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Winter washer fluids contain antifreeze – typically methanol, ethanol or isopropyl alcohol. The lower the temperature listed on the jug, the more antifreeze it should contain.

Unspecified/Getty Images/iStockphoto

I buy the winter windshield washer fluid that’s rated to minus 45 degrees Celsius and it still freezes on my windshield. I can understand that happening when it was minus 40 degrees Celsius here, but it happens even when it’s under minus 20 degrees Celsius out. I use the spray and wipers sometimes to clear the ice when I don’t have time to blast the defroster or scrape the windshield before I leave for work in the morning. It’s usually clear for a second and then starts frosting up. Is there a reason it keeps freezing? – Cory, Edmonton

Winter washer fluid won’t let you scrape by without scraping your windshield, even when it’s less frosty outside than the rating on the bottle.

“Even the fluid that’s rated to minus 45 degrees Celsius still does freeze to the windshield,” says Brandon Klassen, a manager with Alberta Motor Association’s (AMA) roadside assistance. “The best thing to do is clear all the windows thoroughly of snow and ice before leaving – you see people that don’t sweep their cars off and it’s a safety issue.”

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You can buy winter washing fluid that says it’s good for up to minus 49 degrees Celsius, and that doesn’t mean it won’t freeze on a cold windshield when it’s minus 15 degrees Celsius.

“In the fine print, a lot will tell you they’re good to minus 45 degrees Celsius provided it’s inside your warm vehicle engine housing,” says Shawn Kerr, general manager of Nemco Lubricants and Chemicals, which makes windshield washer fluid. “But if it’s methanol-based, which you find in the Prairies, you shouldn’t be having issues.”

The fine print may also say to use on a warm windshield. On Canadian Tire’s website, for instance, one product rated to minus 45 degrees Celsius says “no scraping required down to minus 5 degrees Celsius.”

Winter washer fluids contain antifreeze – typically methanol, ethanol or isopropyl alcohol. The lower the temperature listed on the jug, the more antifreeze it should contain.

“If it says minus 40 degrees Celsius, it would have 40 to 42 per cent methanol,” Kerr says. “If it says minus 50 degrees Celsius, it would be 50 per cent.”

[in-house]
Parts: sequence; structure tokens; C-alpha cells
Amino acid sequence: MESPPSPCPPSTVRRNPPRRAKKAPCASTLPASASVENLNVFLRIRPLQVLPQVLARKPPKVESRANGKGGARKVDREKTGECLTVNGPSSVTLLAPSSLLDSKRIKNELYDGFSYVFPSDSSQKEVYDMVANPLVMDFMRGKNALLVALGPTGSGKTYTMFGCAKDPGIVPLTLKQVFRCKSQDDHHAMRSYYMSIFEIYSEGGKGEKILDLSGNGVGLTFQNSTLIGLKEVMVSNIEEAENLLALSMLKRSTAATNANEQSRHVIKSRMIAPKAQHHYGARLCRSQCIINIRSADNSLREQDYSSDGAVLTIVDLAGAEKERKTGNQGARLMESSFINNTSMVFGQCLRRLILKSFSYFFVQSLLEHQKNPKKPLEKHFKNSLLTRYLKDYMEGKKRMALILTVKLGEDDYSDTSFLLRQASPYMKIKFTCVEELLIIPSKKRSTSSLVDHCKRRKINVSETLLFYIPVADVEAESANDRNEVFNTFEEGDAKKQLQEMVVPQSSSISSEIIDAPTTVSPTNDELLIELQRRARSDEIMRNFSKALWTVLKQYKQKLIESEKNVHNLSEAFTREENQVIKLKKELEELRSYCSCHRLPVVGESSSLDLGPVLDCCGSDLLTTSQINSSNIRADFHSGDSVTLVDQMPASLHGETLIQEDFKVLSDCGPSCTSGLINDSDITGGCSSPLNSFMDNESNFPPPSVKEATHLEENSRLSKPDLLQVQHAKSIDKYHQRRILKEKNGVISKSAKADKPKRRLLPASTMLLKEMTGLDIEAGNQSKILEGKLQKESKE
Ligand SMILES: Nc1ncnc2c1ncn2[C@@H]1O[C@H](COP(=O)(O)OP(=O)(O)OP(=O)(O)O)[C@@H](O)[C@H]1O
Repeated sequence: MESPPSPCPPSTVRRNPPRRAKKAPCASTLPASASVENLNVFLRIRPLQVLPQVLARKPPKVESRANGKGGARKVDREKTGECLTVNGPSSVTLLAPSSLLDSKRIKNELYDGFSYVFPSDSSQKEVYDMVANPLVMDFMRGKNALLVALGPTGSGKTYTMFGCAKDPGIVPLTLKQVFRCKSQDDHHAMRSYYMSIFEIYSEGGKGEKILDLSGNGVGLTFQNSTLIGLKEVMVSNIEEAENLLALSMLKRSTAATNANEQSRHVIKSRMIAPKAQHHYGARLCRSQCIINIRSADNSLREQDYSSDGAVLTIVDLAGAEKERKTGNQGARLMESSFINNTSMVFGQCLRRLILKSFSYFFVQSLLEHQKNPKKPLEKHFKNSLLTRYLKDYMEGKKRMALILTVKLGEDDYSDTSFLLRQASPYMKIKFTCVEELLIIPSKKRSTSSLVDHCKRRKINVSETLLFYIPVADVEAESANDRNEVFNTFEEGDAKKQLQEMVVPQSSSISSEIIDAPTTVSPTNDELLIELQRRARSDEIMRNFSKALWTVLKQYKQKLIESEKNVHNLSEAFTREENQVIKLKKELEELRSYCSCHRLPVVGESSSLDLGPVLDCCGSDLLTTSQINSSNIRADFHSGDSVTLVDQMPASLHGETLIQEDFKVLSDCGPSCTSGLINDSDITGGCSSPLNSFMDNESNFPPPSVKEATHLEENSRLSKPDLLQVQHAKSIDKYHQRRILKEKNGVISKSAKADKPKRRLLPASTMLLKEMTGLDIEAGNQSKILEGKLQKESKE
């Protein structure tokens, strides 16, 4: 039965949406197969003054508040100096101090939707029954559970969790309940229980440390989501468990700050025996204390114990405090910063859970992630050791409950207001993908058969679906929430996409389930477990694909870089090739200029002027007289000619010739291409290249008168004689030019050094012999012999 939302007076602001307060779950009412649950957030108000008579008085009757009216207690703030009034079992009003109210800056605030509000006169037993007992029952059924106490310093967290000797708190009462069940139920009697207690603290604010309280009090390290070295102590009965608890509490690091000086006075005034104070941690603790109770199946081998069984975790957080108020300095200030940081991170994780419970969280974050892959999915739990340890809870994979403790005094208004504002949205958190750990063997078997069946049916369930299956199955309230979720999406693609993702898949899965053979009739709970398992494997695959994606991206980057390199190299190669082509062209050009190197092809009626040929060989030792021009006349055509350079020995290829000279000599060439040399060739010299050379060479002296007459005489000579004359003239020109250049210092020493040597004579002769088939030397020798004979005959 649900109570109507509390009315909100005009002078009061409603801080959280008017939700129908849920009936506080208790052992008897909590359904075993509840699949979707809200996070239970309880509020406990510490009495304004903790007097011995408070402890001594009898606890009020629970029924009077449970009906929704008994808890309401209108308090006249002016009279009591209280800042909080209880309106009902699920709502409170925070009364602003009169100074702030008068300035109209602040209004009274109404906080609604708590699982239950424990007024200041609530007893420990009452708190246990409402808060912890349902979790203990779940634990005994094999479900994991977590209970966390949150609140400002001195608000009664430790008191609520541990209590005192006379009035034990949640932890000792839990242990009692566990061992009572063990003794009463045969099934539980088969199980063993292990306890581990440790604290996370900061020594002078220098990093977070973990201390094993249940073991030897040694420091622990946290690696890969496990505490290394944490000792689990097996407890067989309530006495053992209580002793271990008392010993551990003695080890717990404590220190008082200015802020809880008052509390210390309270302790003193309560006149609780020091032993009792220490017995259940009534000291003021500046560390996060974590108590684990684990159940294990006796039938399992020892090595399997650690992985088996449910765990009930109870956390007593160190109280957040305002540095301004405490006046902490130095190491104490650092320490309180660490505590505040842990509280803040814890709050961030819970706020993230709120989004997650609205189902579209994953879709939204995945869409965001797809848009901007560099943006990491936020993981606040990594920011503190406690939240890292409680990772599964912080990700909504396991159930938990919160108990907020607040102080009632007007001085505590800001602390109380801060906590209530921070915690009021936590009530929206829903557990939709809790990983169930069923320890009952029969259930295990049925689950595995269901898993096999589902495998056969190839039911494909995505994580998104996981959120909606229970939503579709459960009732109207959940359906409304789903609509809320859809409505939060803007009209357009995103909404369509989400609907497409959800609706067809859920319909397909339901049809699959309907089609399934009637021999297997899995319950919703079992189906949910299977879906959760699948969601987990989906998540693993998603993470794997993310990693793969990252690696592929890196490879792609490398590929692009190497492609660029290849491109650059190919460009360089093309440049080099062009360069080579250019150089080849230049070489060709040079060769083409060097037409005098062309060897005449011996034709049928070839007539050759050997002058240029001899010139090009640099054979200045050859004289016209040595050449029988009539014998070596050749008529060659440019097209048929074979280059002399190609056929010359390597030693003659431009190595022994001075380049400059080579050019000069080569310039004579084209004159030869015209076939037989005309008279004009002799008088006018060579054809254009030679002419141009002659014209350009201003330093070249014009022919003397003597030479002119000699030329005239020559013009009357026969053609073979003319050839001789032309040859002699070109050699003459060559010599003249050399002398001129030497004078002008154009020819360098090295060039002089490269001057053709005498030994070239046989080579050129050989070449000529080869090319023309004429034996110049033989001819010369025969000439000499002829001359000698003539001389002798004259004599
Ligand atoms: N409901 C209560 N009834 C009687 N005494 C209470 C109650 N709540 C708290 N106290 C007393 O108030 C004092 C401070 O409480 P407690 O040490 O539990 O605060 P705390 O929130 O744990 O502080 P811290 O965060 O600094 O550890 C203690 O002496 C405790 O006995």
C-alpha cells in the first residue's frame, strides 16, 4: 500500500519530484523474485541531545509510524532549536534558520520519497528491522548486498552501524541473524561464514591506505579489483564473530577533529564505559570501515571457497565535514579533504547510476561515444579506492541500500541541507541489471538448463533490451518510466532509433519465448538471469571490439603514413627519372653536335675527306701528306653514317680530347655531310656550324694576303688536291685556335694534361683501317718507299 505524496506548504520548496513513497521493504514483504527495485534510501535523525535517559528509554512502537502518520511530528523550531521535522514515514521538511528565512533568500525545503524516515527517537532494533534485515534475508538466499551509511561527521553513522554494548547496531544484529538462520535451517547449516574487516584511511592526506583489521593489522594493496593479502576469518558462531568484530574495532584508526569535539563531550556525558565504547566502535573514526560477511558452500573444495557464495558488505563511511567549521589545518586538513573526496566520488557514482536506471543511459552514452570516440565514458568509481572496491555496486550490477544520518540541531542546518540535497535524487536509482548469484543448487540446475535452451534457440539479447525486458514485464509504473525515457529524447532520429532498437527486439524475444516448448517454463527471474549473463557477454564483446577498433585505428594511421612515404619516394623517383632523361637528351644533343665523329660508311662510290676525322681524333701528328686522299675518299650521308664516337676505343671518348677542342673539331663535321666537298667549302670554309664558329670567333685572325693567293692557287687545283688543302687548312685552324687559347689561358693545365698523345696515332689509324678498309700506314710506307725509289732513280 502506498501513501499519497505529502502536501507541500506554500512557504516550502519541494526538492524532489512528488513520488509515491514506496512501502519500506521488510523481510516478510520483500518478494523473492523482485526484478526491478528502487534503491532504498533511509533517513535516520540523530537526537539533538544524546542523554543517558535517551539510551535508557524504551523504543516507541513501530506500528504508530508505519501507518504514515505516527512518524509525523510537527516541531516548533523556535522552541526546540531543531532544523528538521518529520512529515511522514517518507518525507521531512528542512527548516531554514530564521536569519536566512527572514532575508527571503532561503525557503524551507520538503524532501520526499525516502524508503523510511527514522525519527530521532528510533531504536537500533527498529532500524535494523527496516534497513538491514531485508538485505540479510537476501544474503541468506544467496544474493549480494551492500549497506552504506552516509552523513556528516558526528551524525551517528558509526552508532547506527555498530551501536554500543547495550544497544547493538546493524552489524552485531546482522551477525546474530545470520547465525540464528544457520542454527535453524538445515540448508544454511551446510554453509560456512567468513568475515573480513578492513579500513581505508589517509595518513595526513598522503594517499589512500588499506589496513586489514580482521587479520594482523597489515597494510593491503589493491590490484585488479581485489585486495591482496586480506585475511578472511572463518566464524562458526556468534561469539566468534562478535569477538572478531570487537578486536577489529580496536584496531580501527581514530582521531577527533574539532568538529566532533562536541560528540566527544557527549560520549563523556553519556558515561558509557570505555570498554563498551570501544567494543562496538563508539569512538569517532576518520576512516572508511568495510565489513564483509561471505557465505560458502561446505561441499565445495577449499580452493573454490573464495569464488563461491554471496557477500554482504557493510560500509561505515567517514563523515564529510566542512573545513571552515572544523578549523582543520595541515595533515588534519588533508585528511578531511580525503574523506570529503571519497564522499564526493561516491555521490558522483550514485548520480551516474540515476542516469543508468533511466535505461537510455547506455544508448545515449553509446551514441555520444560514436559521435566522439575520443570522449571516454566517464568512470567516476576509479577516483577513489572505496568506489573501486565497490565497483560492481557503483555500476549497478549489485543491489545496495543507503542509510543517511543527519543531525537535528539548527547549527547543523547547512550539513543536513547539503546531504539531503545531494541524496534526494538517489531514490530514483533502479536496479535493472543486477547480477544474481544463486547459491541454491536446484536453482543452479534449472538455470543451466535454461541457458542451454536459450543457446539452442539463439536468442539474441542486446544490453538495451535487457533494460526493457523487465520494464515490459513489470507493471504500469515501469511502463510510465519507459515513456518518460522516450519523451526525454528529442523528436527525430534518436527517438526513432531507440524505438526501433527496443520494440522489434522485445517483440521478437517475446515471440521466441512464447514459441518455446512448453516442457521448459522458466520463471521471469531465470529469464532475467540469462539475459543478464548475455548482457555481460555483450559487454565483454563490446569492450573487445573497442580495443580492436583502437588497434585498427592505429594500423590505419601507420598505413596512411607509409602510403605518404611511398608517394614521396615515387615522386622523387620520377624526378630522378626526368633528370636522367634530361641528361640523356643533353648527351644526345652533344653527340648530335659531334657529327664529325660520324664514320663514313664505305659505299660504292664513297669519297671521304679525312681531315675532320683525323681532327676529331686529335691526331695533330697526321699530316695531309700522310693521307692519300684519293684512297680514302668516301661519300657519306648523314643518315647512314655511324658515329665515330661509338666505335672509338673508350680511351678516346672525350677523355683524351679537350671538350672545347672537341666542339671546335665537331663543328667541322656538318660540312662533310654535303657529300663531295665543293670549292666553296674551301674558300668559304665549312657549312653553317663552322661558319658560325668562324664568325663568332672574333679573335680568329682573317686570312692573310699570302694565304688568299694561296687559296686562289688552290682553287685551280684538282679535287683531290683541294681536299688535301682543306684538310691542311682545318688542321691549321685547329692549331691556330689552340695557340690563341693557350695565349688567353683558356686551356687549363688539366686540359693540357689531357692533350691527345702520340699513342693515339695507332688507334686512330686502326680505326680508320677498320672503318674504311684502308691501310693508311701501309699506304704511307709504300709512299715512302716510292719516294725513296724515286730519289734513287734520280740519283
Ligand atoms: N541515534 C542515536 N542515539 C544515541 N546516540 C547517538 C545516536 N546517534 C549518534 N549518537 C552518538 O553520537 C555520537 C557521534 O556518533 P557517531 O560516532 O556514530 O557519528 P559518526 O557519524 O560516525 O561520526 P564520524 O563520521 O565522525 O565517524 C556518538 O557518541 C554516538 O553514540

So what does it mean when the jug says it protects to a certain temperature? It shouldn’t freeze solid inside the reservoir or the hoses. It should spray onto your windshield when you press the button.

But once it’s on your windshield, that antifreeze can evaporate away quickly, especially when it’s blasted by wind. That leaves behind water – and water can freeze.

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“Methanol will stay on a little longer than ethanol or alcohol-based antifreeze,” Kerr says.

So why don’t we use pure methanol? Well, it’s flammable and poisonous.

“We use it for washer fluid in Canada out of necessity, but I think some European nations outlaw it,” Kerr says.

Don’t dilute it

A product good to minus 60 degrees Celsius might have been welcome at the now-closed base in Snag, Yukon (which recorded the North American record low of minus 63 degrees Celsius in 1947), but it would be overkill for everybody else in Canada. We just need something that won’t freeze solid in the tank.

If you’ve sprung for the extreme-weather fluid and it’s still freezing, it might be because you didn’t empty the summer washer fluid, which can often just be coloured water and a little detergent.

“If you just top it up with winter fluid in October, then you’re diluting the winter mix,” Kerr says.

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The easiest way to empty out the summer washer fluid, or at least most of it? Just keep pressing the washer fluid button in your car until nothing more comes out.

If you’re driving in a cold snap and the washer fluid starts to freeze on the windshield while you’re on the road, blast the defroster to warm up the windshield and keep spraying it until it stops freezing. If that doesn’t work, pull over.

If you come out in the morning and your windshield is covered in thick ice that you can’t easily scrape away, you could try spraying washing fluid – as long as you do it before you leave.

“I’d still scrape my windshield,” Kerr says. “But if it’s thick ice, you could go over it first with your scraper and create some furrows before trying the fluid. You need the methanol to get behind the ice and onto the windshield.”

Have a driving question? Send it to globedrive@globeandmail.com. Canada’s a big place, so let us know where you are so we can find the answer for your city and province.

Sign up for the weekly Drive newsletter, delivered to your inbox for free. Follow us on Instagram, @globedrive.

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